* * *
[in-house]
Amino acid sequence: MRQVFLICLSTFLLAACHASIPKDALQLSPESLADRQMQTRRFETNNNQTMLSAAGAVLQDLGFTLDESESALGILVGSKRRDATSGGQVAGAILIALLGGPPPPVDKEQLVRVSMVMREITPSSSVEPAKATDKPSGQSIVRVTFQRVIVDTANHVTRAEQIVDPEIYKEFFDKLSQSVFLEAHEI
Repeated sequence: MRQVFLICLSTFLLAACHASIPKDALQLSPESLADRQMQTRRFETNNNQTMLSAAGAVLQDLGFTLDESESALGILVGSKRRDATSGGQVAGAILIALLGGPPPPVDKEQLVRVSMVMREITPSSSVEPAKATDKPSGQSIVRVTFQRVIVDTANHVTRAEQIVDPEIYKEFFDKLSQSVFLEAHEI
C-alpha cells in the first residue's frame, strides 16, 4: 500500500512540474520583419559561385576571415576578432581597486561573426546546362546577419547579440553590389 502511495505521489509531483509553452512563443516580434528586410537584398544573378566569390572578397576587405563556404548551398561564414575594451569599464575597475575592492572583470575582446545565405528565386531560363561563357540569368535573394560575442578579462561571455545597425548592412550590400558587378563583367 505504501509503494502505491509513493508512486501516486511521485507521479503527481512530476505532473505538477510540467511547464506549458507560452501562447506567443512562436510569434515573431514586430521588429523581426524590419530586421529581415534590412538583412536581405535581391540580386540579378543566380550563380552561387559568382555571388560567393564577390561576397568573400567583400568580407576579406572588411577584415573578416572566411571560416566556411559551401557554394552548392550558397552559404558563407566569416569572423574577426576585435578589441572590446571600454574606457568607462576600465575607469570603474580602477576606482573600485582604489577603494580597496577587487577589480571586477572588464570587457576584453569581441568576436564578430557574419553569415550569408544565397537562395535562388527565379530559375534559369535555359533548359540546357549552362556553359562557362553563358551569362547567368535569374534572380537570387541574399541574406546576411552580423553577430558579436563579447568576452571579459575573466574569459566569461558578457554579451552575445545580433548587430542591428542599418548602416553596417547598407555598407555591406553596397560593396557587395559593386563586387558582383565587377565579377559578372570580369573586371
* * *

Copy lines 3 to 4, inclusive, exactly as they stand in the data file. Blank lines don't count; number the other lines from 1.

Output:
Repeated sequence: MRQVFLICLSTFLLAACHASIPKDALQLSPESLADRQMQTRRFETNNNQTMLSAAGAVLQDLGFTLDESESALGILVGSKRRDATSGGQVAGAILIALLGGPPPPVDKEQLVRVSMVMREITPSSSVEPAKATDKPSGQSIVRVTFQRVIVDTANHVTRAEQIVDPEIYKEFFDKLSQSVFLEAHEI
C-alpha cells in the first residue's frame, strides 16, 4: 500500500512540474520583419559561385576571415576578432581597486561573426546546362546577419547579440553590389 502511495505521489509531483509553452512563443516580434528586410537584398544573378566569390572578397576587405563556404548551398561564414575594451569599464575597475575592492572583470575582446545565405528565386531560363561563357540569368535573394560575442578579462561571455545597425548592412550590400558587378563583367 505504501509503494502505491509513493508512486501516486511521485507521479503527481512530476505532473505538477510540467511547464506549458507560452501562447506567443512562436510569434515573431514586430521588429523581426524590419530586421529581415534590412538583412536581405535581391540580386540579378543566380550563380552561387559568382555571388560567393564577390561576397568573400567583400568580407576579406572588411577584415573578416572566411571560416566556411559551401557554394552548392550558397552559404558563407566569416569572423574577426576585435578589441572590446571600454574606457568607462576600465575607469570603474580602477576606482573600485582604489577603494580597496577587487577589480571586477572588464570587457576584453569581441568576436564578430557574419553569415550569408544565397537562395535562388527565379530559375534559369535555359533548359540546357549552362556553359562557362553563358551569362547567368535569374534572380537570387541574399541574406546576411552580423553577430558579436563579447568576452571579459575573466574569459566569461558578457554579451552575445545580433548587430542591428542599418548602416553596417547598407555598407555591406553596397560593396557587395559593386563586387558582383565587377565579377559578372570580369573586371